Traders were keenly looking ahead to the result from today’s 42-day repo as this was the Fed’s first liquidity-injection providing dealers with funding to carry them over into next year, as the operation was the first to mature in 2020 or January 6 to be precise. And, as many had feared, year-end liquidity fears remain front and center as the $25 billion operation proved to be roughly half the required size to satisfy all liquidity demands.
Dealers submitted $49.05BN in bids for the 42-day op ($33.55BN in Treasurys, $5BN in Agency, $10.5BN in MBS paper), resulting in a nearly 2x oversubscription of the $25BN in available repo.
While this was only the first operation providing liquidity into the new year, there are two more operations that will allow Dealers to lock in funding into 2020.
It remains a major question for funding markets why, even with QE4 in place and now daily overnight and short-term repo operations in place, banks continue to fret about year-end liquidity, where some fear a similar explosion in overnight repo rates as was observed on Dec 31, 2018 when General Collateral exploded amid a widespread liquidity shortage. Indeed, as Bloomberg puts it, “even with the Fed’s commitment to continue providing liquidity to the financial system around year-end, the market is still showing concerns. This is due to banks’ year-end balance-sheet constraints related to capital surcharges and other regulatory requirements.”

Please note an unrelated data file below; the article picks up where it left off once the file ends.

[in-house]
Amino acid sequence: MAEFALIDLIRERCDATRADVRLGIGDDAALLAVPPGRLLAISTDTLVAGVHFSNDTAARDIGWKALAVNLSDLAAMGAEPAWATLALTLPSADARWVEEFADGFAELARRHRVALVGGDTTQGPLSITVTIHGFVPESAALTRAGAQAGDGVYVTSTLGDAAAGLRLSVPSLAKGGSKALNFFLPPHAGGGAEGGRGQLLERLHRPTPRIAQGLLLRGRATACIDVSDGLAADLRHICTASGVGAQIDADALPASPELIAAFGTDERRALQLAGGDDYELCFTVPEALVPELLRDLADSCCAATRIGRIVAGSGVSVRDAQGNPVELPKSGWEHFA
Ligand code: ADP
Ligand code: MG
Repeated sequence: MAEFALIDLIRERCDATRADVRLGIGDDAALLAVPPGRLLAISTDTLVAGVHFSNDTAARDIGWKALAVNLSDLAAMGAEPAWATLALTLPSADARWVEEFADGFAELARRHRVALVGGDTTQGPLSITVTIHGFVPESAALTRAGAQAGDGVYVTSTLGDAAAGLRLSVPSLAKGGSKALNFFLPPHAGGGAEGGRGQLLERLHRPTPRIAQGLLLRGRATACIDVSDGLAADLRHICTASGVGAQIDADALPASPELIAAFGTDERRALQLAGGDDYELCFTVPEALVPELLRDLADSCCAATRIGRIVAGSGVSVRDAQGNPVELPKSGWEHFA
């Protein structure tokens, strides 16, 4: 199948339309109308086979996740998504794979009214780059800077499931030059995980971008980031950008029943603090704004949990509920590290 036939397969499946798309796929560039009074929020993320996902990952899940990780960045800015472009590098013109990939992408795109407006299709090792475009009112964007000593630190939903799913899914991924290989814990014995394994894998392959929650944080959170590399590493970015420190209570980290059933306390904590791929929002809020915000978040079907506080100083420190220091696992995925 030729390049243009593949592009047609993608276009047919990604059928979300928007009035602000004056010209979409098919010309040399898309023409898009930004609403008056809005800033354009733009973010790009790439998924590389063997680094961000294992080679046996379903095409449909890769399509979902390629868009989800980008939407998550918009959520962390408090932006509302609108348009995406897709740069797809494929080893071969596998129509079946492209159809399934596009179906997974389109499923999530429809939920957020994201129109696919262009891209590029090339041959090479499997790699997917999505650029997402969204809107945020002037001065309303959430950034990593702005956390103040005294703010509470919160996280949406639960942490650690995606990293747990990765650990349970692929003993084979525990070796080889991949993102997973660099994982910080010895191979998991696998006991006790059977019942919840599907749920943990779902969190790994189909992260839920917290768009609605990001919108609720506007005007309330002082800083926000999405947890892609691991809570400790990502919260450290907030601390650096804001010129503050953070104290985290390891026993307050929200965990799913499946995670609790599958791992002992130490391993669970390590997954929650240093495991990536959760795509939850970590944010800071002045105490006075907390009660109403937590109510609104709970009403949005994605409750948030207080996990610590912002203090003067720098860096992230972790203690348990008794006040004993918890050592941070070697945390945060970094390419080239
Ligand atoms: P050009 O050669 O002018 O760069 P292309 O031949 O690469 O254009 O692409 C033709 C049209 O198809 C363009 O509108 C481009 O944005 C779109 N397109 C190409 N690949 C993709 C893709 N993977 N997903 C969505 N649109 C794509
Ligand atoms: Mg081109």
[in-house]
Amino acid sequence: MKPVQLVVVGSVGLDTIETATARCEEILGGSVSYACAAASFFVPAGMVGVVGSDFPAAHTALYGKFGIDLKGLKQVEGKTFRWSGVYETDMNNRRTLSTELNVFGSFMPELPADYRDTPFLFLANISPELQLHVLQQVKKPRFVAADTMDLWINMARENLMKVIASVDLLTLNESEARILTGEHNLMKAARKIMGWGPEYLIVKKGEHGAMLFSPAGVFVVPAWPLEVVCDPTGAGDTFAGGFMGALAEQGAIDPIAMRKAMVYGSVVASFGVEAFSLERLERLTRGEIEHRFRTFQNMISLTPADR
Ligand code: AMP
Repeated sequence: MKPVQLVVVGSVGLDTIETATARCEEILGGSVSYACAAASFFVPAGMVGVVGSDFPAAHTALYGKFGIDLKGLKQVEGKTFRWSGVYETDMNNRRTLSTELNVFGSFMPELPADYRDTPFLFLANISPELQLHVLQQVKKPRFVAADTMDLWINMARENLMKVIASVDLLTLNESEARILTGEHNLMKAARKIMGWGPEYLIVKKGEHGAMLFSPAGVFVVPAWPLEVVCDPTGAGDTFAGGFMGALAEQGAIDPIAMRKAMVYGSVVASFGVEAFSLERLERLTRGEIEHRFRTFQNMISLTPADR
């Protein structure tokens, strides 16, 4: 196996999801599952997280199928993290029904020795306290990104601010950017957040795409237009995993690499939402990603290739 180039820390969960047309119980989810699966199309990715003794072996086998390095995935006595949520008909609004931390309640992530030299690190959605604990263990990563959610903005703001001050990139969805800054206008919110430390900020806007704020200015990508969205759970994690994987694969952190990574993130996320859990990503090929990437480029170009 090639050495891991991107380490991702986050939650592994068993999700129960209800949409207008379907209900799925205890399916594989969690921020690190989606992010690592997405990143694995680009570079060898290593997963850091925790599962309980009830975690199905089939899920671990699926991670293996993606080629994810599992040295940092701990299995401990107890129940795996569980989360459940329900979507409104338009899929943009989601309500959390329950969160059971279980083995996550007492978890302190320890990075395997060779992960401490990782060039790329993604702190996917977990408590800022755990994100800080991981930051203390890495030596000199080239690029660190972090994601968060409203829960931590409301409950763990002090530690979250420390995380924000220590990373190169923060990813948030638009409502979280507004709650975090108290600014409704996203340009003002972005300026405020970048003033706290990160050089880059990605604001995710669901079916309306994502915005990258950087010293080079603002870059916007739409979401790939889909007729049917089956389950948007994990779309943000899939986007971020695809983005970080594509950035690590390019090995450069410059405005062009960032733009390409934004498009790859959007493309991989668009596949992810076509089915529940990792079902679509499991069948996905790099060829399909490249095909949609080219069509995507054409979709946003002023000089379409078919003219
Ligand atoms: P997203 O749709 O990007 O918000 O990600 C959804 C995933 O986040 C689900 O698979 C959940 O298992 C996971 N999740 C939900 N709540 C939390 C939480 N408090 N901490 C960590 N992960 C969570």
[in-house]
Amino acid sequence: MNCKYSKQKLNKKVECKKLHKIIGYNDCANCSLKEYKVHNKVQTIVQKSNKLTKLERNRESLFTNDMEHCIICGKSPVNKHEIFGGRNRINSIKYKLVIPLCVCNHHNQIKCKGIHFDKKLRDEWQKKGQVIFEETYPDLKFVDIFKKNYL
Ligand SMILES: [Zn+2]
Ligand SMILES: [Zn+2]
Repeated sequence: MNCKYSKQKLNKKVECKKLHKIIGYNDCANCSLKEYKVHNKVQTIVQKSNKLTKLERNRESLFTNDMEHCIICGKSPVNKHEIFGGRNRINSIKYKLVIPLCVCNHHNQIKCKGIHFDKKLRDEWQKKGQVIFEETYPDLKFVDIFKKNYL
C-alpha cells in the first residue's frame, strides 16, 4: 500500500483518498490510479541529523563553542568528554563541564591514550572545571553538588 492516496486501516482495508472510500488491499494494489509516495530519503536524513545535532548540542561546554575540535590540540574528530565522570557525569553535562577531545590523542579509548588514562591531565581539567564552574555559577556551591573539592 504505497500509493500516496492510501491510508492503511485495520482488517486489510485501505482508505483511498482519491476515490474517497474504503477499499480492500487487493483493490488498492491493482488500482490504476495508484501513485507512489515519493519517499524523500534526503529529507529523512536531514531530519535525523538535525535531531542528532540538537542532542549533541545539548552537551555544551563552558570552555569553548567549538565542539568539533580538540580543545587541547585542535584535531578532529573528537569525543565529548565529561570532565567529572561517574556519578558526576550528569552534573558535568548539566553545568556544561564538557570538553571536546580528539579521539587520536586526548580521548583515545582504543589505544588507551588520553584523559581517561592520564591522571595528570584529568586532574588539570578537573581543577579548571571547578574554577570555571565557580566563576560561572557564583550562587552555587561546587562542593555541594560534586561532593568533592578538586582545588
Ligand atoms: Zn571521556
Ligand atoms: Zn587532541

As are reminder, while most US bank have a GSIB surcharge of around 2%-3%, JPMorgan remains an outlier – and is perceived as the “riskiest” bank – with its 4.0% surcharge. It’s also the reason why the bank has been quietly pulling liquidity away from funding markets ahead of quarter-end periods.
For those curious how the Fed calculates the GSIB surcharge, Bank of America provided the following handy schematic:
Last week, when commenting on what it expects for year end liquidity pressures, BofA said that funding markets are currently very stable but the bank sees risks of repo pressure into year-end, as the Fed faces two funding issues into Y/E:
- a low level of reserves requiring ongoing large Fed repo injections
- dealer repo intermediation constraints stemming from the GSIB surcharge.
The way these issues are linked is through the Fed’s short-term repos; Fed repos pressure dealer balance sheets larger while GSIB constraints encourage dealers to shrink the overall size of their market making activities.
Separately, and in keeping with the recent tradition, the Fed also completed an overnight repo operation, which however showed less funding demand, as “only” $68.5 billion in securities were pledged in exchange for overnight liquidity with the Fed, well below the limit of $120 billion. Yet another troubling observation: while many have expected the total notional on overnight repos to decline over time, the daily use of the overnight repo has stabilized in the $60-$80 billion range and has failed to decline over the past month.